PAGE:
Eric Fehrnstrom, senior campaign adviser for Mitt Romney, <a href="http://thinkprogress.org/politics/2012/06/03/494238/fehrnstrom-shiny-objects-women/" target="_hplink">said on Sunday</a> that issues pertaining to women's reproductive rights, such as abortion and birth control, were "shiny objects" meant to distract voters from the real issues. "Mitt Romney is pro-life," he told ABC's George Stephanopoulos. "He'll govern as a pro-life president, but you're going to see the Democrats use all sorts of shiny objects to distract people's attention from the Obama performance on the economy. This is not a social issue election."
The Senate will vote Thursday on the Paycheck Fairness Act, which would expand and strengthen the Equal Pay Act of 1963 and make it illegal for employers to punish women for bringing up pay disparity issues. Dana Perino, a Fox News contributor and former press secretary for President George W. Bush, <a href="http://www.rawstory.com/rs/2012/04/30/perino-equal-pay-issue-is-a-distraction-for-just-48-hours/" target="_hplink">called the equal pay issue</a> "a distraction" from the country's real financial problems last week. "Well, it's just yet another distraction of dealing with the major financial issues that the country should be dealing with," Perino said. "This is not a job creator."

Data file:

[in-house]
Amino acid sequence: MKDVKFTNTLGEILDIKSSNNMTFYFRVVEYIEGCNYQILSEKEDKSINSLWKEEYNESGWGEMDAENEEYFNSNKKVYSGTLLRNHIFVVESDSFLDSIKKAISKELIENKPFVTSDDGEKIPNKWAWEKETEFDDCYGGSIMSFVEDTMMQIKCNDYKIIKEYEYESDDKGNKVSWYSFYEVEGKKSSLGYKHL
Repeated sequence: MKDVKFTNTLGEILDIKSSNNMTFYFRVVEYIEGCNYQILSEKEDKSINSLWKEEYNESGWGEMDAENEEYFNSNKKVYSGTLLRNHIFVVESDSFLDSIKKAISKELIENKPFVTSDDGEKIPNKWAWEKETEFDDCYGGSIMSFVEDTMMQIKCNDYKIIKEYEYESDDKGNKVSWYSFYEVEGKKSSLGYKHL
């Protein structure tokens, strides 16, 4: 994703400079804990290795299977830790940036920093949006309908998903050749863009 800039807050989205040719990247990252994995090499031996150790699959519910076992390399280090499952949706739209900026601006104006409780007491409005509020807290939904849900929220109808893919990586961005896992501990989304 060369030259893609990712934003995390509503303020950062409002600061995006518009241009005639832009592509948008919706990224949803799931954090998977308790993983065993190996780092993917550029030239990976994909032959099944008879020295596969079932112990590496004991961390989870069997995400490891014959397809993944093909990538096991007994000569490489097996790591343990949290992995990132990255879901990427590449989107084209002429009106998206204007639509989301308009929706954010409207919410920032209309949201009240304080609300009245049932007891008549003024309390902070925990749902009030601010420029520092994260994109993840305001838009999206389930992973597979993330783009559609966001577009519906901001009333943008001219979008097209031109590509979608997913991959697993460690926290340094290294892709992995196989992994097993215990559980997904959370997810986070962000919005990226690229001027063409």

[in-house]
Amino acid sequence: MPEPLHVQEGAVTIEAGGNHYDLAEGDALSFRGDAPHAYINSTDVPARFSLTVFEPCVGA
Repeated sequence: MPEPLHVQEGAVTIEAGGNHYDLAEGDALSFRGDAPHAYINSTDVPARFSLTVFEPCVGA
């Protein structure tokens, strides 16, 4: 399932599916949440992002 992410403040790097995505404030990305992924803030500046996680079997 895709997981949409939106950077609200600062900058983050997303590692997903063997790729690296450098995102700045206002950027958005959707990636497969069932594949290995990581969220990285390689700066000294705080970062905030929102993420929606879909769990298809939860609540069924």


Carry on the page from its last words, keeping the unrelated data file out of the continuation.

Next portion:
Just My Imagination (The Temptations)